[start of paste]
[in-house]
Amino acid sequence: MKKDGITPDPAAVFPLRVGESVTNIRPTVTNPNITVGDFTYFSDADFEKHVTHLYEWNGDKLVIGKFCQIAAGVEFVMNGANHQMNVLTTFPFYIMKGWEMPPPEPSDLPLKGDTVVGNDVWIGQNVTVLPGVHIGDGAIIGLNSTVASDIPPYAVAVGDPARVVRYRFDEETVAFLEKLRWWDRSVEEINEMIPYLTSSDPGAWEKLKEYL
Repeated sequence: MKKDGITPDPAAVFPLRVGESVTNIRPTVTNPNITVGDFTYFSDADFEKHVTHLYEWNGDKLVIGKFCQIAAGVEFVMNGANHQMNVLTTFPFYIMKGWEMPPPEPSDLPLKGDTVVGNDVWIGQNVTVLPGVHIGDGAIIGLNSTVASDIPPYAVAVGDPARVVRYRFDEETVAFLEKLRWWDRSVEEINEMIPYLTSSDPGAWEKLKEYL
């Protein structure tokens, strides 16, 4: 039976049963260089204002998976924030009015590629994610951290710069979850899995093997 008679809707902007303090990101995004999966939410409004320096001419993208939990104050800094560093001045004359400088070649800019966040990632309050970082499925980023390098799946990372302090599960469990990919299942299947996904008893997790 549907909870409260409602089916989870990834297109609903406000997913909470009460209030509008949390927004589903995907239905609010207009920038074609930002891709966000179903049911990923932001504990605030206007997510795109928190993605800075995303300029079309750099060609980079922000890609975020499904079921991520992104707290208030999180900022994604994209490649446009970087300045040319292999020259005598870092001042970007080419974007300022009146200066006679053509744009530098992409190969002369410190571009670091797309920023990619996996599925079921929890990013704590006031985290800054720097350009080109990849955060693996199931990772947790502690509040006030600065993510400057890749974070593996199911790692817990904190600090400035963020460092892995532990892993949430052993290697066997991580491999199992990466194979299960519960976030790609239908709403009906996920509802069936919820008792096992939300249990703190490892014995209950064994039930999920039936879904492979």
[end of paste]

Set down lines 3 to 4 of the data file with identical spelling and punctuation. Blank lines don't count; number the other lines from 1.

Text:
Repeated sequence: MKKDGITPDPAAVFPLRVGESVTNIRPTVTNPNITVGDFTYFSDADFEKHVTHLYEWNGDKLVIGKFCQIAAGVEFVMNGANHQMNVLTTFPFYIMKGWEMPPPEPSDLPLKGDTVVGNDVWIGQNVTVLPGVHIGDGAIIGLNSTVASDIPPYAVAVGDPARVVRYRFDEETVAFLEKLRWWDRSVEEINEMIPYLTSSDPGAWEKLKEYL
């Protein structure tokens, strides 16, 4: 039976049963260089204002998976924030009015590629994610951290710069979850899995093997 008679809707902007303090990101995004999966939410409004320096001419993208939990104050800094560093001045004359400088070649800019966040990632309050970082499925980023390098799946990372302090599960469990990919299942299947996904008893997790 549907909870409260409602089916989870990834297109609903406000997913909470009460209030509008949390927004589903995907239905609010207009920038074609930002891709966000179903049911990923932001504990605030206007997510795109928190993605800075995303300029079309750099060609980079922000890609975020499904079921991520992104707290208030999180900022994604994209490649446009970087300045040319292999020259005598870092001042970007080419974007300022009146200066006679053509744009530098992409190969002369410190571009670091797309920023990619996996599925079921929890990013704590006031985290800054720097350009080109990849955060693996199931990772947790502690509040006030600065993510400057890749974070593996199911790692817990904190600090400035963020460092892995532990892993949430052993290697066997991580491999199992990466194979299960519960976030790609239908709403009906996920509802069936919820008792096992939300249990703190490892014995209950064994039930999920039936879904492979």